Frank Gambale’s Picking Technique Explained

frank gambale lesson

This is the picking technique I finally settled on as it really ties together sheer speed, economy of movement and allows you to easily play fast anything you can play slow. It’s basically a combination of sweep picking (don’t be put off) and alternate picking but the interesting thing is the way momentum is maintained when crossing the strings. I don’t know if Frank came up with it himself but it does remind me of the way Allan Holdsworth picks.

It’s probably a good idea to let the man himself explain how it’s done and believe it or not you can actually get up to a fairly decent speed in a relatively short time. Check out the video below

(Unfortunately the video was taken down but we’re working on our own version of it, stay tuned!)

What I love about this particular picking technique is the way it brings momentum into the equation without the physical exertion required from other picking techniques such as alternate and economy. Even though it looks and feels awkward initially, stick with it for a day or two and you’ll soon see some pretty impressive results.

The scale patterns Frank uses are slightly altered versions of the 3NPS (3 Note-per-String) method though to get the initial idea, any 3NPS pattern will do. The important thing to remember is that when moving from the low to high strings you always pick the first note on the next string with a downstroke and when coming back down the pattern you always pick the first note on the next string with an upstroke. Try it with any of the following shapes:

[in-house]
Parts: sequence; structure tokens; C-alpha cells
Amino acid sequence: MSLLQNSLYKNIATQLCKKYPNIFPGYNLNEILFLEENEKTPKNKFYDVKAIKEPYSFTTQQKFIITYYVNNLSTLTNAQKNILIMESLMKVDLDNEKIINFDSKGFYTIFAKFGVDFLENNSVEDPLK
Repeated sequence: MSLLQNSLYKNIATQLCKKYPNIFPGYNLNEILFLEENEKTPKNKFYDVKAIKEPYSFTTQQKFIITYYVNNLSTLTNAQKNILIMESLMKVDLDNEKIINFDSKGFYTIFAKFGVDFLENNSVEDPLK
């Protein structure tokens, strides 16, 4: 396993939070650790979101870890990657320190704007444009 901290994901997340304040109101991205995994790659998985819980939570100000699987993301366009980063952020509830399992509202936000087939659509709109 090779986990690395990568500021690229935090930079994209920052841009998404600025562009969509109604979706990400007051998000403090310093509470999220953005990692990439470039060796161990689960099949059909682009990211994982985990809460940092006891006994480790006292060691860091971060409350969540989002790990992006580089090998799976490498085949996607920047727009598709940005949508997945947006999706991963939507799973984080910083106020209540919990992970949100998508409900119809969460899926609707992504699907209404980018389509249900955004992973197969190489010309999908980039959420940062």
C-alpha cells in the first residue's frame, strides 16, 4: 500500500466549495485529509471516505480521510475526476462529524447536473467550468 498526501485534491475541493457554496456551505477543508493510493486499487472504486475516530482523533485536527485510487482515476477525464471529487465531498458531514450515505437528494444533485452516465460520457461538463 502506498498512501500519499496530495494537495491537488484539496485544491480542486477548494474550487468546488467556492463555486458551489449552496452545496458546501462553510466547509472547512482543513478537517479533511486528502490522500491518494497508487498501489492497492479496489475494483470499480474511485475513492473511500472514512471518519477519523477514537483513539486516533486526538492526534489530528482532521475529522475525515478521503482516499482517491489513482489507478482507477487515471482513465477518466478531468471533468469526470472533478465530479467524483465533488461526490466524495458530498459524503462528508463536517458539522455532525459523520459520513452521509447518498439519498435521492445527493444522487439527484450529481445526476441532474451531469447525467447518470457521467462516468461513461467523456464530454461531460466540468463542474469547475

If you’re a regular reader of this blog then you’ll know I’m not a huge fan of the 3NPS system as I believe it to be little more than a technical exercise at the end of the day but it serves us well here as we’re learning a technique, not scales.

Momentum is Key

The downward momentum when going from the low to high strings and the upward momentum when going the opposite way quickly become very natural and require minimal physical exertion (in fact, the more arm power you put into it, the harder the technique is to pull off); there’s something very natural about the technique.

The 3NPS patterns provide a good crutch to get things going but you’ll eventually find it creeping into everything you play, i.e. it’s not exclusive to 3NPS patterns, they just happen to be a good place to start. What happens in the long-run is that the momentum takes over whether you’re picking one, two, three or more notes on a string, and you find yourself naturally picking downstrokes when going from the low to high strings and upstrokes vice versa.

Let me know what you think of this technique in the comments.

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